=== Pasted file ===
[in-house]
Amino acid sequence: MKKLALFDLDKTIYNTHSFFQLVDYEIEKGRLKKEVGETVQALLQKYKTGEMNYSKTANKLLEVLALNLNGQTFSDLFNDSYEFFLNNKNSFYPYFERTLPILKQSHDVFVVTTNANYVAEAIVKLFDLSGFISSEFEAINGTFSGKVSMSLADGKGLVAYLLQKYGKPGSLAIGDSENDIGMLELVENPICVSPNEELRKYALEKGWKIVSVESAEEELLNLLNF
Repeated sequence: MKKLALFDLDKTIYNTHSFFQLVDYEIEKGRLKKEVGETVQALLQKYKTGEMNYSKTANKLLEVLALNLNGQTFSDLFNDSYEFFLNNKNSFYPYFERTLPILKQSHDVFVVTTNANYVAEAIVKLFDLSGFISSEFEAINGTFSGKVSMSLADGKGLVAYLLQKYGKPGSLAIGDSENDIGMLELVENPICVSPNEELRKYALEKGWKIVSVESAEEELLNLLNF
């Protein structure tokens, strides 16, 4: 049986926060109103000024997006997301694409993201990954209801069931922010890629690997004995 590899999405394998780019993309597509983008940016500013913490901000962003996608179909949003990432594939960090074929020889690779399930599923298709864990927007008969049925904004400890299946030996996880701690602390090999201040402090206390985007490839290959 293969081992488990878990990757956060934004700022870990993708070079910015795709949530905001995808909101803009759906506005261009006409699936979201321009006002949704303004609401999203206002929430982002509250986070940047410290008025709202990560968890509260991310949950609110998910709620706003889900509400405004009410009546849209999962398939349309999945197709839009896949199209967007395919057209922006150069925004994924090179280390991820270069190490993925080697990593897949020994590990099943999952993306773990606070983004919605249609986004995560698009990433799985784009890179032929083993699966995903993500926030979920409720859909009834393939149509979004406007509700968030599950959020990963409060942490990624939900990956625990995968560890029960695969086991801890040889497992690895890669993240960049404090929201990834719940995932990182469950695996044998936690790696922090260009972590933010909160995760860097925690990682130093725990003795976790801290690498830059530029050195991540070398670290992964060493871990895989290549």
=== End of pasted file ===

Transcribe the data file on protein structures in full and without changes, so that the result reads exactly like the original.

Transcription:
[in-house]
Amino acid sequence: MKKLALFDLDKTIYNTHSFFQLVDYEIEKGRLKKEVGETVQALLQKYKTGEMNYSKTANKLLEVLALNLNGQTFSDLFNDSYEFFLNNKNSFYPYFERTLPILKQSHDVFVVTTNANYVAEAIVKLFDLSGFISSEFEAINGTFSGKVSMSLADGKGLVAYLLQKYGKPGSLAIGDSENDIGMLELVENPICVSPNEELRKYALEKGWKIVSVESAEEELLNLLNF
Repeated sequence: MKKLALFDLDKTIYNTHSFFQLVDYEIEKGRLKKEVGETVQALLQKYKTGEMNYSKTANKLLEVLALNLNGQTFSDLFNDSYEFFLNNKNSFYPYFERTLPILKQSHDVFVVTTNANYVAEAIVKLFDLSGFISSEFEAINGTFSGKVSMSLADGKGLVAYLLQKYGKPGSLAIGDSENDIGMLELVENPICVSPNEELRKYALEKGWKIVSVESAEEELLNLLNF
């Protein structure tokens, strides 16, 4: 049986926060109103000024997006997301694409993201990954209801069931922010890629690997004995 590899999405394998780019993309597509983008940016500013913490901000962003996608179909949003990432594939960090074929020889690779399930599923298709864990927007008969049925904004400890299946030996996880701690602390090999201040402090206390985007490839290959 293969081992488990878990990757956060934004700022870990993708070079910015795709949530905001995808909101803009759906506005261009006409699936979201321009006002949704303004609401999203206002929430982002509250986070940047410290008025709202990560968890509260991310949950609110998910709620706003889900509400405004009410009546849209999962398939349309999945197709839009896949199209967007395919057209922006150069925004994924090179280390991820270069190490993925080697990593897949020994590990099943999952993306773990606070983004919605249609986004995560698009990433799985784009890179032929083993699966995903993500926030979920409720859909009834393939149509979004406007509700968030599950959020990963409060942490990624939900990956625990995968560890029960695969086991801890040889497992690895890669993240960049404090929201990834719940995932990182469950695996044998936690790696922090260009972590933010909160995760860097925690990682130093725990003795976790801290690498830059530029050195991540070398670290992964060493871990895989290549």